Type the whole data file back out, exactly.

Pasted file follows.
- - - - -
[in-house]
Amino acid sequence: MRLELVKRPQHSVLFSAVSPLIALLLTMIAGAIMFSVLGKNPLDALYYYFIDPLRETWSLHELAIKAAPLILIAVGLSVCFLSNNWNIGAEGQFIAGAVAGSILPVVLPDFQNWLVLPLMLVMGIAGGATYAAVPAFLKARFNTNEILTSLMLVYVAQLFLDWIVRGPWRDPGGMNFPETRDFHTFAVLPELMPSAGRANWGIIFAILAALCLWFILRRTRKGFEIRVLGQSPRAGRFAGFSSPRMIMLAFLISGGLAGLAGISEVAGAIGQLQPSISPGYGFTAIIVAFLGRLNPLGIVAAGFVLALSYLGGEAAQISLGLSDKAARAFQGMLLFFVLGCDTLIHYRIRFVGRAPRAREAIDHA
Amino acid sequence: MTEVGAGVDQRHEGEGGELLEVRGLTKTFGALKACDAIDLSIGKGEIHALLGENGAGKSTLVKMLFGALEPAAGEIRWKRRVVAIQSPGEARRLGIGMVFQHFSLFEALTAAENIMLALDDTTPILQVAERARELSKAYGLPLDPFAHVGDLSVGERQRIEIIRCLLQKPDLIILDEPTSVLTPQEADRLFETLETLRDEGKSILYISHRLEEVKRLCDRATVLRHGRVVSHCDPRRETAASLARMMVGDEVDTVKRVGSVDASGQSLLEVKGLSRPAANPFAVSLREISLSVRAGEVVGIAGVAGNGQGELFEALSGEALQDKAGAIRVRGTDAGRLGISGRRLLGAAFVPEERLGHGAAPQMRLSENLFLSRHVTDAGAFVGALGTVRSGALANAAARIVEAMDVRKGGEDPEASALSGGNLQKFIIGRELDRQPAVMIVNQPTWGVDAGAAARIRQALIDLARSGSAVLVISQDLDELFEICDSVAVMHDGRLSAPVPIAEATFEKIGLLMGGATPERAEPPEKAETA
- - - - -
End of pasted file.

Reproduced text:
[in-house]
Amino acid sequence: MRLELVKRPQHSVLFSAVSPLIALLLTMIAGAIMFSVLGKNPLDALYYYFIDPLRETWSLHELAIKAAPLILIAVGLSVCFLSNNWNIGAEGQFIAGAVAGSILPVVLPDFQNWLVLPLMLVMGIAGGATYAAVPAFLKARFNTNEILTSLMLVYVAQLFLDWIVRGPWRDPGGMNFPETRDFHTFAVLPELMPSAGRANWGIIFAILAALCLWFILRRTRKGFEIRVLGQSPRAGRFAGFSSPRMIMLAFLISGGLAGLAGISEVAGAIGQLQPSISPGYGFTAIIVAFLGRLNPLGIVAAGFVLALSYLGGEAAQISLGLSDKAARAFQGMLLFFVLGCDTLIHYRIRFVGRAPRAREAIDHA
Amino acid sequence: MTEVGAGVDQRHEGEGGELLEVRGLTKTFGALKACDAIDLSIGKGEIHALLGENGAGKSTLVKMLFGALEPAAGEIRWKRRVVAIQSPGEARRLGIGMVFQHFSLFEALTAAENIMLALDDTTPILQVAERARELSKAYGLPLDPFAHVGDLSVGERQRIEIIRCLLQKPDLIILDEPTSVLTPQEADRLFETLETLRDEGKSILYISHRLEEVKRLCDRATVLRHGRVVSHCDPRRETAASLARMMVGDEVDTVKRVGSVDASGQSLLEVKGLSRPAANPFAVSLREISLSVRAGEVVGIAGVAGNGQGELFEALSGEALQDKAGAIRVRGTDAGRLGISGRRLLGAAFVPEERLGHGAAPQMRLSENLFLSRHVTDAGAFVGALGTVRSGALANAAARIVEAMDVRKGGEDPEASALSGGNLQKFIIGRELDRQPAVMIVNQPTWGVDAGAAARIRQALIDLARSGSAVLVISQDLDELFEICDSVAVMHDGRLSAPVPIAEATFEKIGLLMGGATPERAEPPEKAETA